Rocket cats seemed like a good idea at the time.
A warfare manual that dates back to the 1530s includes extraordinary illustrations of jet-propelled packs strapped to the backs of cats and doves. The document was digitized by the University of Pennsylvania, but it was only recently translated by one of the school’s historians, Mitch Fraas, after receiving an email that linked him to the odd drawings of the would-be ill-fated critters of a bygone era
The document, written by Franz Helm of Cologne, who was thought to have battled against the Turks in south-central Europe, as the use of gun powder was coming into fashion.
The manual includes weaponized cats and birds with explosives, some loaded with spikes, strapped to their backs. The accompanying instructions translated from German by Fraas, suggests that commanders could use them as weapons to “set fire to a castle or city which you can’t get at otherwise.”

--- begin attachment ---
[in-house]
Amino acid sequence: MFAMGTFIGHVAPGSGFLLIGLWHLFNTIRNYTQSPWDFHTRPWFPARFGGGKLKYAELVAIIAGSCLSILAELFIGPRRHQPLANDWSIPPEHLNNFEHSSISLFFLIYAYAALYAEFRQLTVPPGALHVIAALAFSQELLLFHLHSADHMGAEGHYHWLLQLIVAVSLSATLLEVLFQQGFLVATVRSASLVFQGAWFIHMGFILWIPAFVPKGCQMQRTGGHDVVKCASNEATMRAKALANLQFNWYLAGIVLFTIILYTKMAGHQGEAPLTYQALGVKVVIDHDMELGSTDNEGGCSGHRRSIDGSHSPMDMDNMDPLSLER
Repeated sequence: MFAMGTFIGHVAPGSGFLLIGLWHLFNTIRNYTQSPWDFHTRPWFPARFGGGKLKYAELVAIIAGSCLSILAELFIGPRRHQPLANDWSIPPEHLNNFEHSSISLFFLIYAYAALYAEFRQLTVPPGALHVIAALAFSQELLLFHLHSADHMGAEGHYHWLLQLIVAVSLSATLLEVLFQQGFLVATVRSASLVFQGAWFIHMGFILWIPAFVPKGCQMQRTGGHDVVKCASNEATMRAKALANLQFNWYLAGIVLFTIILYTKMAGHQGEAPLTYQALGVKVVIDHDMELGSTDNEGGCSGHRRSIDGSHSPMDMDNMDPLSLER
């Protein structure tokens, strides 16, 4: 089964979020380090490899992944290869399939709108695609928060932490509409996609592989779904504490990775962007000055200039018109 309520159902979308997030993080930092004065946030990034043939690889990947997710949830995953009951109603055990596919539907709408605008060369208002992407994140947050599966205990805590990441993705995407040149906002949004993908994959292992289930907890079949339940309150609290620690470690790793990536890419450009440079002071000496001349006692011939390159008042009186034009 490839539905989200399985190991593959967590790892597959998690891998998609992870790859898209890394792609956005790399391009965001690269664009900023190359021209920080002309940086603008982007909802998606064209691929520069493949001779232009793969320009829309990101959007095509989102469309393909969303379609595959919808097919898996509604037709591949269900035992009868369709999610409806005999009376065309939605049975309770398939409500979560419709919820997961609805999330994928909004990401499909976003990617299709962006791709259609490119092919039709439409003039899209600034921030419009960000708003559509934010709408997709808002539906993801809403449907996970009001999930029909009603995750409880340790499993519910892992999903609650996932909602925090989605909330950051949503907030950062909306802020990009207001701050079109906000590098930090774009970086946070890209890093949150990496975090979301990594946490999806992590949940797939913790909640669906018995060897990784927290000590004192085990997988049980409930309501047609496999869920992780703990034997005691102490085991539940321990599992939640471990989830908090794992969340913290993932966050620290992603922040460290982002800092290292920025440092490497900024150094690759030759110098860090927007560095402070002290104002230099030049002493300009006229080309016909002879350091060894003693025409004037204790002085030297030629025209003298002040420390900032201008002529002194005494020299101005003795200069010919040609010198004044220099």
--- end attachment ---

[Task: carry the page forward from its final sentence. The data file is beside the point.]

“Create a small sack like a fire-arrow . if you would like to get at a town or castle, seek to obtain a cat from that place. And bind the sack to the back of the cat, ignite it, let it glow well and thereafter let the cat go, so it runs to the nearest castle or town, and out of fear it thinks to hide itself where it ends up in barn hay or straw it will be ignited.”
There’s no evidence that animals were used in such fashion, according to Fraas. Of course, humans have long used animals in warfare. The Trojan Horse. Actual horses. Dogs. Elephants. And now, Fraas has been flooded on Twitter with other ancient evidence of our attempt to turn animals into weapons, such as this 11th centre Chinese fire ox.
Of course, the discovery of rocket cats also gives us the perfect opportunity to reflect on a modern-day comical invocation of animal warfare. Behold, Andy Samberg’s laser cats.
h/t CTV Photos University of Pennsylvania, Twitter